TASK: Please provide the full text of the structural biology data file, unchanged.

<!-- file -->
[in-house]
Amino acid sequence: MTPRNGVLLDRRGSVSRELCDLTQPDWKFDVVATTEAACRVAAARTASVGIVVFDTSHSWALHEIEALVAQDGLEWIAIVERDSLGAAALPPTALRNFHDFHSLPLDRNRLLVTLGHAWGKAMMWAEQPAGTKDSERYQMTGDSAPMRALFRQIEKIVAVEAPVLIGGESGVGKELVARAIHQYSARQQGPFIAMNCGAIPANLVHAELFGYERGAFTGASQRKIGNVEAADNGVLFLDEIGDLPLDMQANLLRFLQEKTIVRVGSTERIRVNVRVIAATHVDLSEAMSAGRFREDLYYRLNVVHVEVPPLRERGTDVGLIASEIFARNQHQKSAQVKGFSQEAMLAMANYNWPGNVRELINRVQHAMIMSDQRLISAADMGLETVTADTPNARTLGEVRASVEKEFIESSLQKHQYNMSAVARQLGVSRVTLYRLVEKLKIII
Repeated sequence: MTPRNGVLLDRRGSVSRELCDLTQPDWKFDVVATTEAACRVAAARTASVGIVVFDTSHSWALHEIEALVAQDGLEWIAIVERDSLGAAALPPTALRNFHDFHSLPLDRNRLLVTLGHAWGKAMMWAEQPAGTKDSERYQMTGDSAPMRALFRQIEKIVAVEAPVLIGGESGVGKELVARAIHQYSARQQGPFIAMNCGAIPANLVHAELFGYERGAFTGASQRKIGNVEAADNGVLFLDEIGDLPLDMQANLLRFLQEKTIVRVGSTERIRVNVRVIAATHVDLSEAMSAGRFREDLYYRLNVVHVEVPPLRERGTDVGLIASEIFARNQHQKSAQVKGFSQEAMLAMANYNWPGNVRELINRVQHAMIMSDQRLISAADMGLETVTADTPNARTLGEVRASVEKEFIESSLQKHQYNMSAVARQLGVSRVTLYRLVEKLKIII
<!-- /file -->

[in-house]
Amino acid sequence: MTPRNGVLLDRRGSVSRELCDLTQPDWKFDVVATTEAACRVAAARTASVGIVVFDTSHSWALHEIEALVAQDGLEWIAIVERDSLGAAALPPTALRNFHDFHSLPLDRNRLLVTLGHAWGKAMMWAEQPAGTKDSERYQMTGDSAPMRALFRQIEKIVAVEAPVLIGGESGVGKELVARAIHQYSARQQGPFIAMNCGAIPANLVHAELFGYERGAFTGASQRKIGNVEAADNGVLFLDEIGDLPLDMQANLLRFLQEKTIVRVGSTERIRVNVRVIAATHVDLSEAMSAGRFREDLYYRLNVVHVEVPPLRERGTDVGLIASEIFARNQHQKSAQVKGFSQEAMLAMANYNWPGNVRELINRVQHAMIMSDQRLISAADMGLETVTADTPNARTLGEVRASVEKEFIESSLQKHQYNMSAVARQLGVSRVTLYRLVEKLKIII
Repeated sequence: MTPRNGVLLDRRGSVSRELCDLTQPDWKFDVVATTEAACRVAAARTASVGIVVFDTSHSWALHEIEALVAQDGLEWIAIVERDSLGAAALPPTALRNFHDFHSLPLDRNRLLVTLGHAWGKAMMWAEQPAGTKDSERYQMTGDSAPMRALFRQIEKIVAVEAPVLIGGESGVGKELVARAIHQYSARQQGPFIAMNCGAIPANLVHAELFGYERGAFTGASQRKIGNVEAADNGVLFLDEIGDLPLDMQANLLRFLQEKTIVRVGSTERIRVNVRVIAATHVDLSEAMSAGRFREDLYYRLNVVHVEVPPLRERGTDVGLIASEIFARNQHQKSAQVKGFSQEAMLAMANYNWPGNVRELINRVQHAMIMSDQRLISAADMGLETVTADTPNARTLGEVRASVEKEFIESSLQKHQYNMSAVARQLGVSRVTLYRLVEKLKIII